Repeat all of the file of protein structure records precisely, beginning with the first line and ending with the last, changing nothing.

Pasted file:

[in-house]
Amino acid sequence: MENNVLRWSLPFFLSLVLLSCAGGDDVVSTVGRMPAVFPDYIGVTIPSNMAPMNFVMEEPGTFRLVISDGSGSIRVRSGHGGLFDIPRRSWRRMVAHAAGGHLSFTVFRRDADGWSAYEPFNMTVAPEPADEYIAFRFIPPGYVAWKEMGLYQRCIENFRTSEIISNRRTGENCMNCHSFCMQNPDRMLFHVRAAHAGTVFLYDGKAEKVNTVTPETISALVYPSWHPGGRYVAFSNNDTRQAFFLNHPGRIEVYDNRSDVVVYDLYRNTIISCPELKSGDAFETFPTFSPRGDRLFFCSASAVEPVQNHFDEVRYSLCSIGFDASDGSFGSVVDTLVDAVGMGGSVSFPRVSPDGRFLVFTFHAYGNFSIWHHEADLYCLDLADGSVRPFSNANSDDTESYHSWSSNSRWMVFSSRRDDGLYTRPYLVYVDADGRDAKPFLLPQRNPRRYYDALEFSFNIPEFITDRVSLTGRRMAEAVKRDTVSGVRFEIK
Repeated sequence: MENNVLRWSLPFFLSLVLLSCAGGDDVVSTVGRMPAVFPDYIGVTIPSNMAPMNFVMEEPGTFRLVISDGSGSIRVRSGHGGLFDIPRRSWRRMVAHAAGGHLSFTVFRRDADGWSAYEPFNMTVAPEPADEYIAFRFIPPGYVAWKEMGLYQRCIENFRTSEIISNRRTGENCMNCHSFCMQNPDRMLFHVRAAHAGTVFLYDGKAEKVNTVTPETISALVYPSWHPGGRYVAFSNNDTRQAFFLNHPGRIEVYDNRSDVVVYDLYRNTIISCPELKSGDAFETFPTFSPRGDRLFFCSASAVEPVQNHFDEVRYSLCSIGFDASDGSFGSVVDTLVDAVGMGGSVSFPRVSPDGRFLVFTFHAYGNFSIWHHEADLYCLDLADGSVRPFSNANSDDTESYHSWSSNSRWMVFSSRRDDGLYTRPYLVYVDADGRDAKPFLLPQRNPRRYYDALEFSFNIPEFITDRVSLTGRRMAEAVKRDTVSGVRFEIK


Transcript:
[in-house]
Amino acid sequence: MENNVLRWSLPFFLSLVLLSCAGGDDVVSTVGRMPAVFPDYIGVTIPSNMAPMNFVMEEPGTFRLVISDGSGSIRVRSGHGGLFDIPRRSWRRMVAHAAGGHLSFTVFRRDADGWSAYEPFNMTVAPEPADEYIAFRFIPPGYVAWKEMGLYQRCIENFRTSEIISNRRTGENCMNCHSFCMQNPDRMLFHVRAAHAGTVFLYDGKAEKVNTVTPETISALVYPSWHPGGRYVAFSNNDTRQAFFLNHPGRIEVYDNRSDVVVYDLYRNTIISCPELKSGDAFETFPTFSPRGDRLFFCSASAVEPVQNHFDEVRYSLCSIGFDASDGSFGSVVDTLVDAVGMGGSVSFPRVSPDGRFLVFTFHAYGNFSIWHHEADLYCLDLADGSVRPFSNANSDDTESYHSWSSNSRWMVFSSRRDDGLYTRPYLVYVDADGRDAKPFLLPQRNPRRYYDALEFSFNIPEFITDRVSLTGRRMAEAVKRDTVSGVRFEIK
Repeated sequence: MENNVLRWSLPFFLSLVLLSCAGGDDVVSTVGRMPAVFPDYIGVTIPSNMAPMNFVMEEPGTFRLVISDGSGSIRVRSGHGGLFDIPRRSWRRMVAHAAGGHLSFTVFRRDADGWSAYEPFNMTVAPEPADEYIAFRFIPPGYVAWKEMGLYQRCIENFRTSEIISNRRTGENCMNCHSFCMQNPDRMLFHVRAAHAGTVFLYDGKAEKVNTVTPETISALVYPSWHPGGRYVAFSNNDTRQAFFLNHPGRIEVYDNRSDVVVYDLYRNTIISCPELKSGDAFETFPTFSPRGDRLFFCSASAVEPVQNHFDEVRYSLCSIGFDASDGSFGSVVDTLVDAVGMGGSVSFPRVSPDGRFLVFTFHAYGNFSIWHHEADLYCLDLADGSVRPFSNANSDDTESYHSWSSNSRWMVFSSRRDDGLYTRPYLVYVDADGRDAKPFLLPQRNPRRYYDALEFSFNIPEFITDRVSLTGRRMAEAVKRDTVSGVRFEIK